I have been reading some papers from Xen and other sources, there are
just a couple of questions that I found hard to understand.
Why is Xen hypervisor better than a traditional hypervisor? With a
traditional hypervisor, during a context switch, the hypervisor stores the
states of a guest OS then goes to the next OS, upon coming back to the first
OS it restores the hardware states then passes it on to the first OS. Does Xen
pretty much do the same thing except it provides an API to the OS, and the
reason/benefit of having such an API is to reduce the time for a TLB
I may be wrong here, but I think the "reduce the time for TLB flush" and
Context Switching are not strictly related.
There are generally two ways to implement a Hypervisor (aka Virtual
- Para-virtualization, like Xen in it's traditional shape, where the OS
source-code is modified to interact directly with the
- Full virtualization: No changes to the OS source code. Xen can do this
to, with HVM domains.
One of the advantages with Para-virtualization is that the para-virtual
domain can give direct and "full" information to the Hypervisor. For example: If
a call in the user-mode app does "char *p = malloc(4 * 1024 * 1024);", then the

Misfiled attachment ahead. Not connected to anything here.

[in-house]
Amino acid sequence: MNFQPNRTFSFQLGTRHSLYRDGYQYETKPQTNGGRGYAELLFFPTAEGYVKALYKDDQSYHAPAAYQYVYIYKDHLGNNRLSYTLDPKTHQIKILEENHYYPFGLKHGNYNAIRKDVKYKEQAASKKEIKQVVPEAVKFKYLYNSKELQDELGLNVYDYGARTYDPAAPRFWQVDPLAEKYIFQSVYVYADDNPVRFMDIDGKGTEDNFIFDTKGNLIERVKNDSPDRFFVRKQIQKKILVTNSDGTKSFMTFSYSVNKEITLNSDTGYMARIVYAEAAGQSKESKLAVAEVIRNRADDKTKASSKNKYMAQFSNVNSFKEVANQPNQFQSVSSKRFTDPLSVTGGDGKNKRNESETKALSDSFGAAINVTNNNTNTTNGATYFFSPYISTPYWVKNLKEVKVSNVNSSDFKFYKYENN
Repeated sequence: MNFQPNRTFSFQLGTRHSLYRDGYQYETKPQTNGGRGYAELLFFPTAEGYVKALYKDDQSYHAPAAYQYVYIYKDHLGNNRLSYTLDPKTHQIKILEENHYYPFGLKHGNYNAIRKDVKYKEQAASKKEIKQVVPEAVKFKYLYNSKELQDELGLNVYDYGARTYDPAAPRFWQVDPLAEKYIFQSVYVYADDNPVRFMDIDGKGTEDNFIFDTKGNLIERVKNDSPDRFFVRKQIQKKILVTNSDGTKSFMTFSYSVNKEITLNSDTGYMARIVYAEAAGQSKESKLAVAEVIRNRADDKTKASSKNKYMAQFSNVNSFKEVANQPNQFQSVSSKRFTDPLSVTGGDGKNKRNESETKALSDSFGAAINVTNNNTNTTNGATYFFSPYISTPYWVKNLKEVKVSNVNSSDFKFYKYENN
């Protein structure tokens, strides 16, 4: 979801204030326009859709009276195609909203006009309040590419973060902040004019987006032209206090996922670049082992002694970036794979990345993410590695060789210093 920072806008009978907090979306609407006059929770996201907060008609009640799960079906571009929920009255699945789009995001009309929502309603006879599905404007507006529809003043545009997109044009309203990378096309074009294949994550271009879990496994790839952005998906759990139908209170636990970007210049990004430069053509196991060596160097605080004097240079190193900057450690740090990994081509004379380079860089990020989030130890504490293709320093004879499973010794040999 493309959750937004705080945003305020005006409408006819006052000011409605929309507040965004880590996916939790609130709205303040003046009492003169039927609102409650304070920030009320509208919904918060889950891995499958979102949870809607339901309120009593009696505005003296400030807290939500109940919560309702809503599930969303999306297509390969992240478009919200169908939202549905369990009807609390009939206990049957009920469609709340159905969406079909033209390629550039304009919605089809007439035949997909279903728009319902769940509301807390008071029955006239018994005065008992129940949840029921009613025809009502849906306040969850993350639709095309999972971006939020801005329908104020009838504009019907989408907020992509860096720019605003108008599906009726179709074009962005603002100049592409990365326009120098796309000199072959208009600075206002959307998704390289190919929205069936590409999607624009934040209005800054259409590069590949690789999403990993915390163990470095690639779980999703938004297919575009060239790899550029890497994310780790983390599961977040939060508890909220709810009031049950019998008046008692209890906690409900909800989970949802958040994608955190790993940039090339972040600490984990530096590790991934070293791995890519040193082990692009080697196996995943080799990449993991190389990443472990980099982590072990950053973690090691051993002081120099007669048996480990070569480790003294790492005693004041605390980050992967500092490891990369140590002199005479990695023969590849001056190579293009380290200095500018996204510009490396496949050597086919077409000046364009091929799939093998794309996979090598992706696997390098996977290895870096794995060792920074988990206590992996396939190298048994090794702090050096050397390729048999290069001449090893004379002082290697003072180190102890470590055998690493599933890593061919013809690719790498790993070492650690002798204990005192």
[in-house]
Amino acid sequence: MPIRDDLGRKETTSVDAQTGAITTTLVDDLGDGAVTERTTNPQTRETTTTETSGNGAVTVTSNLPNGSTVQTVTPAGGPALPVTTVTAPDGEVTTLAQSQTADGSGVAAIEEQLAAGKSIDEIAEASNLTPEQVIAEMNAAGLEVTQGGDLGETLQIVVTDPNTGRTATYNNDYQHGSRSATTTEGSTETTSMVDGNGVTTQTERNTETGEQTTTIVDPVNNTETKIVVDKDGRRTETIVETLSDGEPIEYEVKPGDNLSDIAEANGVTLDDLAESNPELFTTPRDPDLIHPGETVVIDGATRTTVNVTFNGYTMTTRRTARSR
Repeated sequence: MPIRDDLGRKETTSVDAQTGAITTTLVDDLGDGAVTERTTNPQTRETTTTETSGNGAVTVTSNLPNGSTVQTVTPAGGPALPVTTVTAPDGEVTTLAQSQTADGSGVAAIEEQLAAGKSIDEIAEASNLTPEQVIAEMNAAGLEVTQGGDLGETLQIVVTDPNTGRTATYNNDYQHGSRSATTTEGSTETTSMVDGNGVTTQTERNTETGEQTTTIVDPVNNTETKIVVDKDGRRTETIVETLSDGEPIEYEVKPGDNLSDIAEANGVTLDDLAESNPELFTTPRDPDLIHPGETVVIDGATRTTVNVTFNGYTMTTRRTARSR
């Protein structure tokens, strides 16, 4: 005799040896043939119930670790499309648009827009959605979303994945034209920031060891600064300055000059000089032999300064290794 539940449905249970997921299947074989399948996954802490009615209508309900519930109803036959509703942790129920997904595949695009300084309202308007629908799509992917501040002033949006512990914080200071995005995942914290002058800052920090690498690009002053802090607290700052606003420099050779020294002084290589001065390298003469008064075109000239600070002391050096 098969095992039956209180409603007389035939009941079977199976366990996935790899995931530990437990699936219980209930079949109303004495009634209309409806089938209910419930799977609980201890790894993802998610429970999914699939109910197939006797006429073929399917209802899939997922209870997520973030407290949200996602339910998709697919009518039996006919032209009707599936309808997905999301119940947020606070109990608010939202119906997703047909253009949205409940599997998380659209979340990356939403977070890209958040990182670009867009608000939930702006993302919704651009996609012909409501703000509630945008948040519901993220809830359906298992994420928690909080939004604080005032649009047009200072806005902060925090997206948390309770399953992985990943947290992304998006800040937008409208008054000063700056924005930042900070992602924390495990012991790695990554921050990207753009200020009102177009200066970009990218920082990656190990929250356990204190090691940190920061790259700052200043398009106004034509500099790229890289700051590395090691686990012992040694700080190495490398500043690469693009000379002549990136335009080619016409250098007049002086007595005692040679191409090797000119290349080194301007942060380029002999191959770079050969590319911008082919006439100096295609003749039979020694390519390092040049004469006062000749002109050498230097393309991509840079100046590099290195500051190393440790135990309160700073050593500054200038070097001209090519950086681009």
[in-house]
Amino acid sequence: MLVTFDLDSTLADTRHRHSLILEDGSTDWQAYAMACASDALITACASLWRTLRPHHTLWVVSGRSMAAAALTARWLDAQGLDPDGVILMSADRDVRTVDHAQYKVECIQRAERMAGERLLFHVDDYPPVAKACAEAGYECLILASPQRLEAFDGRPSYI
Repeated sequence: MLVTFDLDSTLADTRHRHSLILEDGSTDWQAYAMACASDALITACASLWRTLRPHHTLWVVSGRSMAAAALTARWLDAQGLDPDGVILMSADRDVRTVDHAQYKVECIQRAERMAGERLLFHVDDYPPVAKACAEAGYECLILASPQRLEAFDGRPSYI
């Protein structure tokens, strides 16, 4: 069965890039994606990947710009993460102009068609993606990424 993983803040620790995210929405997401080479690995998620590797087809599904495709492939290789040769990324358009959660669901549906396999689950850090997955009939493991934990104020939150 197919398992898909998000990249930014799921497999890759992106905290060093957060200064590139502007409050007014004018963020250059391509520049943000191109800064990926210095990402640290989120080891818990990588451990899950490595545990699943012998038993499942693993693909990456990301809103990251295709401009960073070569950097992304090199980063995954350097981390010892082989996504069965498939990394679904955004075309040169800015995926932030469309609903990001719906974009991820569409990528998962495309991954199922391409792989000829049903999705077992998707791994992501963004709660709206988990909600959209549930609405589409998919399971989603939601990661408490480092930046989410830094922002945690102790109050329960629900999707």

OS will have to write 1024 page-table-entries (possibly plus a couple for
creating a new page-table entry at the higher level(s)). Since only the
hypervisor knows the ACTUAL page-table layout (since it's the only instance that
knows the ACTUAL memory layout), the page-tables in the guest are
write-protected and when a write happens, it's trapped. But for big blocks like
this, assuming the code understands big blocks of memory allocation in one
place, can just call to the hypervisor with a call to say "map me these 1024
In the full virtualization instance, we can't KNOW what's going on, so
each single page-write will cause an intercept to the hypervisor, the hypervisor
emulating the page-write. Of course, each page-write has a risk of incurring a
TLB-flush too... But in the above case, we only need one TLB-flush for each call
to the "map many pages" function.
Obviously, when switching between OS's, it's necessary to save the
current context and set up the next context, and eventually switching back to
the original context. Whether you do this via a call inside the OS source code
(like in Para-virtual Xen domains) or by identifying a "block" some way through
external means (such as the intercept of a HALT instruction to indicate that the
guest is blocked waiting for an event of some sort) isn't going to make a big
difference. The difference is in the fact that the OS knows what it's trying to
achieve (map one page or many pages), and can help the hypervisor by giving
additional information that a "full" virtualization hypervisor can't know of.
I'm sure that if I've got this all wrong, someone will correct me...
Can someone please explain this to me in detail?